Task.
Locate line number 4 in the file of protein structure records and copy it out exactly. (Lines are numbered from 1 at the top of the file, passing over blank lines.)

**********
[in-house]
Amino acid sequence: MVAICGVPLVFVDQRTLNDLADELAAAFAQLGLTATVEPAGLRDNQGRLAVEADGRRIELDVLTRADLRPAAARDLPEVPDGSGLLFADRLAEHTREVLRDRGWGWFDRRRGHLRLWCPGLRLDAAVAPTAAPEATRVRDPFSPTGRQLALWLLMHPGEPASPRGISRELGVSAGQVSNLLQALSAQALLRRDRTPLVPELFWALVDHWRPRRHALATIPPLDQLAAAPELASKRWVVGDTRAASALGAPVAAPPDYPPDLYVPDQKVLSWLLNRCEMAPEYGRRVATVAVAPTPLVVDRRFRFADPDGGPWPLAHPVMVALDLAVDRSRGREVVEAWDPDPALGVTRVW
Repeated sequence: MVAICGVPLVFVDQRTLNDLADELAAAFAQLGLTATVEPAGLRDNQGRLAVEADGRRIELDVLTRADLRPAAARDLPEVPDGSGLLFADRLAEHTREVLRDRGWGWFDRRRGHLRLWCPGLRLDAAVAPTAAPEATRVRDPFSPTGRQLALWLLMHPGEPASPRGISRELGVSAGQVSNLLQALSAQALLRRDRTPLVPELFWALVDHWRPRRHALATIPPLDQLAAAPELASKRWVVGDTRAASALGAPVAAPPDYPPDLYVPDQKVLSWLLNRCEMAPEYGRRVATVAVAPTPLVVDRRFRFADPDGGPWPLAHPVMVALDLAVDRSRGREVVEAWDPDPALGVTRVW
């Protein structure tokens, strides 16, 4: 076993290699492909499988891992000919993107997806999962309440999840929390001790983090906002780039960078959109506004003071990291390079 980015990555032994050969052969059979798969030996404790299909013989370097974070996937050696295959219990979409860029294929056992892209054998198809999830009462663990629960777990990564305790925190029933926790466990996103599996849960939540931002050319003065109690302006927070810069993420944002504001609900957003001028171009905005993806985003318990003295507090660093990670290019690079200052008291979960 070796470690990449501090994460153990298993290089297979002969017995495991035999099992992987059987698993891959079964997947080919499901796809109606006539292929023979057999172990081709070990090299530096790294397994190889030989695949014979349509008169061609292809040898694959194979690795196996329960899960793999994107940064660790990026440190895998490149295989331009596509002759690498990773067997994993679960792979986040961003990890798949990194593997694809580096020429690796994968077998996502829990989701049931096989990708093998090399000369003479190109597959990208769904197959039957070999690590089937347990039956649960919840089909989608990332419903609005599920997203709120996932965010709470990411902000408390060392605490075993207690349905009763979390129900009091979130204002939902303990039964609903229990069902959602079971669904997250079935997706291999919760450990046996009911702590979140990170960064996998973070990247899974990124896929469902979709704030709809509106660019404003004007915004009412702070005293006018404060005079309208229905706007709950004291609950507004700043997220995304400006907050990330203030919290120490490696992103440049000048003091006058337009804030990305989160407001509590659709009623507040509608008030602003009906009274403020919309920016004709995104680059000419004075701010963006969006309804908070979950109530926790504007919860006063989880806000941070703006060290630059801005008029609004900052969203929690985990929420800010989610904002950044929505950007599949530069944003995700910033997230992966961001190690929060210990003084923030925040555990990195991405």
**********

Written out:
């Protein structure tokens, strides 16, 4: 076993290699492909499988891992000919993107997806999962309440999840929390001790983090906002780039960078959109506004003071990291390079 980015990555032994050969052969059979798969030996404790299909013989370097974070996937050696295959219990979409860029294929056992892209054998198809999830009462663990629960777990990564305790925190029933926790466990996103599996849960939540931002050319003065109690302006927070810069993420944002504001609900957003001028171009905005993806985003318990003295507090660093990670290019690079200052008291979960 070796470690990449501090994460153990298993290089297979002969017995495991035999099992992987059987698993891959079964997947080919499901796809109606006539292929023979057999172990081709070990090299530096790294397994190889030989695949014979349509008169061609292809040898694959194979690795196996329960899960793999994107940064660790990026440190895998490149295989331009596509002759690498990773067997994993679960792979986040961003990890798949990194593997694809580096020429690796994968077998996502829990989701049931096989990708093998090399000369003479190109597959990208769904197959039957070999690590089937347990039956649960919840089909989608990332419903609005599920997203709120996932965010709470990411902000408390060392605490075993207690349905009763979390129900009091979130204002939902303990039964609903229990069902959602079971669904997250079935997706291999919760450990046996009911702590979140990170960064996998973070990247899974990124896929469902979709704030709809509106660019404003004007915004009412702070005293006018404060005079309208229905706007709950004291609950507004700043997220995304400006907050990330203030919290120490490696992103440049000048003091006058337009804030990305989160407001509590659709009623507040509608008030602003009906009274403020919309920016004709995104680059000419004075701010963006969006309804908070979950109530926790504007919860006063989880806000941070703006060290630059801005008029609004900052969203929690985990929420800010989610904002950044929505950007599949530069944003995700910033997230992966961001190690929060210990003084923030925040555990990195991405």